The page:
Some proposals in the PN manifesto are duplicated, others are missing and some others are written more than once, using different wording.

A thorough read of the electoral programme, which is available on the Nationalist Party’s website, reveals that a number of proposals on page 199 are duplicated word for word.

Proposal 534 about the responsibilities of MPs and the cabinet is the same as proposal 538; 535 is the same as 539; 536 appears again as 540; and 537 is repeated as 541.

Other proposals seem to be repeated, only using different wording. Proposal 12, about pensions, explains how a PN government will cooperate with the private sector to create a pension fund which is sustainable for future generations. Sixty pages later, proposal 363 pledges exactly the same thing in different words.

Similarly, in proposal 260, members of the disciplined forces who continue to work in the service after their 25-year tenure is up are promised entitlement to a full pension. But the PN had promised them exactly the same thing just two proposals earlier, in proposal 258.

On the other hand, over the past weeks, Bernard Grech and other party officials have held news conferences announcing proposals that are not listed in their manifesto.

Last week, Grech unveiled several proposals to make family life easier. The party proposed to bump up paternity leave to 15 days to make it easier for people to work from home and to introduce a range of subsidies for services such as nannies and home helpers.

Apart from one small paragraph vaguely explaining the PN’s commitment to implement work-life balance measures, the manifesto makes no mention of these measures.

Similarly, on February 24, the PN unveiled 12 proposals on animal rights. It pledged to launch a national campaign to neuter abandoned animals, introduce harsher punishments for animal cruelty, regulate zoos and prohibit the creation of new ones, explore better conditions for exotic animals living in Malta and ban the importation of new ones without prior permits, among others.

There is no mention of any of these pledges in the manifesto, except for three general proposals describing the PN’s commitment toward animal rights.

PN insists: no mistakes

In a reply to questions, the Nationalist Party said this is no mistake. Rather, as it had announced when it published the manifesto, the missing proposals are part of several other “packages” of proposals that will be unveiled during the campaign, culminating in a “final framework that will bring together all the costings of [our] measures and incorporate other proposals made by civil society during the campaign”.

Labour’s only criticism of our document is a malicious interpretation of our proposal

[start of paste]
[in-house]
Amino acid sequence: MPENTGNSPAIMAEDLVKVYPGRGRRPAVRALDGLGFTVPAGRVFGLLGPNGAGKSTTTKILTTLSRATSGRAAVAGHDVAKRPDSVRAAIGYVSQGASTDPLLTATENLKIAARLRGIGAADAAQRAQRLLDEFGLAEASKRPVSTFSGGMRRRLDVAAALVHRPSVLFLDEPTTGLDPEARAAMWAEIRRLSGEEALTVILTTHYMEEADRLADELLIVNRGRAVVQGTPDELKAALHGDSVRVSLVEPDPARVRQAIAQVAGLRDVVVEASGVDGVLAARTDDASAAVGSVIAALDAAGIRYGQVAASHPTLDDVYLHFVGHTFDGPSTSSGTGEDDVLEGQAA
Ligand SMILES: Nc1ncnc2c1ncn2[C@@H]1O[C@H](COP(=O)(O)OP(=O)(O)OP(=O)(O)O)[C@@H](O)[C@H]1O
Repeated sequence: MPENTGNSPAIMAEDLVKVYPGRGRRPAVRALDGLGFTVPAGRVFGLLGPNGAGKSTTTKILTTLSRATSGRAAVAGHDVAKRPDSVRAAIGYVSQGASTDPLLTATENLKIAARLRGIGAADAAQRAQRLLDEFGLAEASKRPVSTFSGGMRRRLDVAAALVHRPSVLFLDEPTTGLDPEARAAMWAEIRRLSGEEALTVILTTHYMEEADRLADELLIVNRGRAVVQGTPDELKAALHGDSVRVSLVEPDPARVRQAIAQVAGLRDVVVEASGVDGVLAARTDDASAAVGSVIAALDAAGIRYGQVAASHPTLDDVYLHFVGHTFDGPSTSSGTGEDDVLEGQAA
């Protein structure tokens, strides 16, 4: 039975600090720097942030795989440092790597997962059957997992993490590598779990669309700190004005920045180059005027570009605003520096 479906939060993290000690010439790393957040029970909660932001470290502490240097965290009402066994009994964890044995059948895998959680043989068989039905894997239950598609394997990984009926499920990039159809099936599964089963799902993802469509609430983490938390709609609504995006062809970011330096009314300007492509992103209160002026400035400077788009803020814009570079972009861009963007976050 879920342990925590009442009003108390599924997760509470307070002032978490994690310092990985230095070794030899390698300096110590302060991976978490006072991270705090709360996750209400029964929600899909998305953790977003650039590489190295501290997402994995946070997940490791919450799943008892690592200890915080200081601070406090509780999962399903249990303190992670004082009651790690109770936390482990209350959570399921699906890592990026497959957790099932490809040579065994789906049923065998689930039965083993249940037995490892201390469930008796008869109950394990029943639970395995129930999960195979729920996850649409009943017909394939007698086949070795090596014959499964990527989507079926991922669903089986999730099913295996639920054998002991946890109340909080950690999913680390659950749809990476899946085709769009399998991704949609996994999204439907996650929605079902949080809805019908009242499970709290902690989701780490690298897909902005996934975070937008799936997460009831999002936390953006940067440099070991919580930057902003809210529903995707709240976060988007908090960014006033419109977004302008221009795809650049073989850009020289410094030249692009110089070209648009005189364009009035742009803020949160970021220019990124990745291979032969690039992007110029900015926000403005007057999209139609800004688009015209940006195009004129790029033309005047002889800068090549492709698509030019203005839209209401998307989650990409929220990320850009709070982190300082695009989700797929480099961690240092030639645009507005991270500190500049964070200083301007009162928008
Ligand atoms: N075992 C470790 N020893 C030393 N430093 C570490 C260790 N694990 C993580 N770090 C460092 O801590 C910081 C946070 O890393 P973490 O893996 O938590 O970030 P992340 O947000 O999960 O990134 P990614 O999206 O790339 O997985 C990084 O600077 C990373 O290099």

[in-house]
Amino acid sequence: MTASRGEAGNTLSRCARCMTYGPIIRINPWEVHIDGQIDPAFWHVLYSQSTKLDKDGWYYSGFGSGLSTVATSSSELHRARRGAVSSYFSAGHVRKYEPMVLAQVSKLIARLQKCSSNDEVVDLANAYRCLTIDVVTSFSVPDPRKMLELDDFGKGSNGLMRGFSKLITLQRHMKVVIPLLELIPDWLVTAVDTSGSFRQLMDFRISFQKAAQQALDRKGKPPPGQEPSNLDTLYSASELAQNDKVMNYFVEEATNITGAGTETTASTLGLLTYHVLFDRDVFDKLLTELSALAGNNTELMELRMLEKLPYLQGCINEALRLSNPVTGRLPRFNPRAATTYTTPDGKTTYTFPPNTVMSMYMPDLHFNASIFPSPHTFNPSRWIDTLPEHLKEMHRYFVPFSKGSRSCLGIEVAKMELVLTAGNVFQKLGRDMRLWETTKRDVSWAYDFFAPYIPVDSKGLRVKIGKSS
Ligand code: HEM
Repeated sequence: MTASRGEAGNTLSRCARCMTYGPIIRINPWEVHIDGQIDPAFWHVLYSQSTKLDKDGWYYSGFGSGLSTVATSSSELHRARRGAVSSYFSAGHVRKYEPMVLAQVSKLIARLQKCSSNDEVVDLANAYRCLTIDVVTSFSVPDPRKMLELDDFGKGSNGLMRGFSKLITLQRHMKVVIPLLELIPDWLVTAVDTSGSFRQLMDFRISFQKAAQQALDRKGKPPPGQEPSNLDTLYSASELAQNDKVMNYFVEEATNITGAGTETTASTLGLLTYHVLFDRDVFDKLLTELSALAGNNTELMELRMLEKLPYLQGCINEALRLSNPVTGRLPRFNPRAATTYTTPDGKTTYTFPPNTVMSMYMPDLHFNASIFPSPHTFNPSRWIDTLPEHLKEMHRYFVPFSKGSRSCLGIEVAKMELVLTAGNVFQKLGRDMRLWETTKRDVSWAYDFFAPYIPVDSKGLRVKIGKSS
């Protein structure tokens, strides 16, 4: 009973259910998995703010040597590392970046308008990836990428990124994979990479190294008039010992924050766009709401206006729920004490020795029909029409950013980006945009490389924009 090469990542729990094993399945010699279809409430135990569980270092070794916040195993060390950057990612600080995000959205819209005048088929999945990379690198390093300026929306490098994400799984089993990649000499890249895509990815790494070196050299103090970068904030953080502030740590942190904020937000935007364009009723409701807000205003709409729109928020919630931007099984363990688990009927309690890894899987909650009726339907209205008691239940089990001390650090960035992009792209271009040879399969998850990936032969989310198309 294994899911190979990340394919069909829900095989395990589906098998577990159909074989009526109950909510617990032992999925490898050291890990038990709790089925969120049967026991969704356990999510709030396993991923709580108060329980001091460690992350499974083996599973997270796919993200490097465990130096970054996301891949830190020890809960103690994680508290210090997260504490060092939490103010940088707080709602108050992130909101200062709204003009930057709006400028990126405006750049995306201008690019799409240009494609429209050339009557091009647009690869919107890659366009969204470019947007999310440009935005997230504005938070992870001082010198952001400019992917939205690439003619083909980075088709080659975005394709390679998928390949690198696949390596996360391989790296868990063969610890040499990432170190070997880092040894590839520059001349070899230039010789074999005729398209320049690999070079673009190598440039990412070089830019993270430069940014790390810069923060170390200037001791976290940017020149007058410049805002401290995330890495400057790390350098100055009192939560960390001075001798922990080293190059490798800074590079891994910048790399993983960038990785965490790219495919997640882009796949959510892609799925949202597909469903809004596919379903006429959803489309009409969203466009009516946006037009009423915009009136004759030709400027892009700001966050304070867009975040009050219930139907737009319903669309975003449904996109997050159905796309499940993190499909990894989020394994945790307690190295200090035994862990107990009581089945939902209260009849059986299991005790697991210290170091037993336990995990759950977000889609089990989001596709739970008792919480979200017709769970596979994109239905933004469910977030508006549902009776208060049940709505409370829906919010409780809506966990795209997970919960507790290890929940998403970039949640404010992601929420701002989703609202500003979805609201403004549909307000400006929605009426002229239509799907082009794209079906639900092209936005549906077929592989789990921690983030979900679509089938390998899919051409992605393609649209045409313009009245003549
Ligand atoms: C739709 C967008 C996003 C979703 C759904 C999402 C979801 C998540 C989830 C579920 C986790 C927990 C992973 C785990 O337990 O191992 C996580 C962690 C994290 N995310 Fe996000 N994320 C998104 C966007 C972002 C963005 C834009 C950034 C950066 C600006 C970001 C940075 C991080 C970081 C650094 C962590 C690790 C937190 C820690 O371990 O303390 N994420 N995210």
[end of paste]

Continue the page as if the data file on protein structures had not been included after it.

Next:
The PN said the upcoming packages include further detailed proposals on sectors which have already been revealed during the campaign, “such as work-life balance, pensions, animal welfare and active ageing and several others which will be discussed in more detail this week and the next, such as [our] packages on sports, mobility and others”.

The Nationalist Party published its electoral manifesto in the first week of the electoral campaign and has since been constantly critical of the Labour Party for not publishing theirs.

The PN has also been insisting that the prime minister called an election without having an electoral manifesto and is now piecing it together by copying the PN’s proposals.

“When the election was called, we decided to immediately publish our vision document and most of the new proposals we had worked upon because we wanted to make sure we could use every day of the campaign to explain our ideas in a transparent manner,” the PN said.

“This is in stark contrast to Robert Abela, who has not yet published his electoral manifesto despite being the one to call the election at his convenience. Almost all of the ideas Abela has mentioned so far were poor copies of our electoral programme or solutions to problems he himself created.”

The PN spokesperson was speaking before Labour unveiled its own manifesto on Friday. 

Reporters have been heckling Grech about mistakes in the manifesto since the Labour Party flagged a proposal which seems to suggest a PN government would taper and take away financial aid from people who live under pre-1995 leases.

PN officials clarified that the proposal would keep all the existing benefits and add onto them but initially refused to admit that the proposal’s wording implied otherwise.

Labour was quick to exploit the PN manifesto's clumsy wording of a housing proposal, claiming the party would slash benefits. Photo: Chris Sant FournierLabour was quick to exploit the PN manifesto's clumsy wording of a housing proposal, claiming the party would slash benefits. Photo: Chris Sant Fournier

A few days later, while speaking to reporters, Grech hinted that it could have been a mistake, saying the PN is made of imperfect people who humbly admit to their mistakes.

“Labour’s only criticism of our document is a malicious interpretation of our proposal,” the PN said.

“Those benefiting today will see absolutely no change whatsoever to their subsidy and what we are proposing is over and above what exists today and applies exclusively to tenants who currently do not benefit from the subsidy due to their income levels.”

The proposal’s wording still hasn’t been amended at the time of writing and the document also contains occasional grammatical and spelling mistakes.

In a mass rally in Naxxar on Sunday, Grech defended the manifesto, saying it is a work in progress as party members continued to consult and listen to the people.

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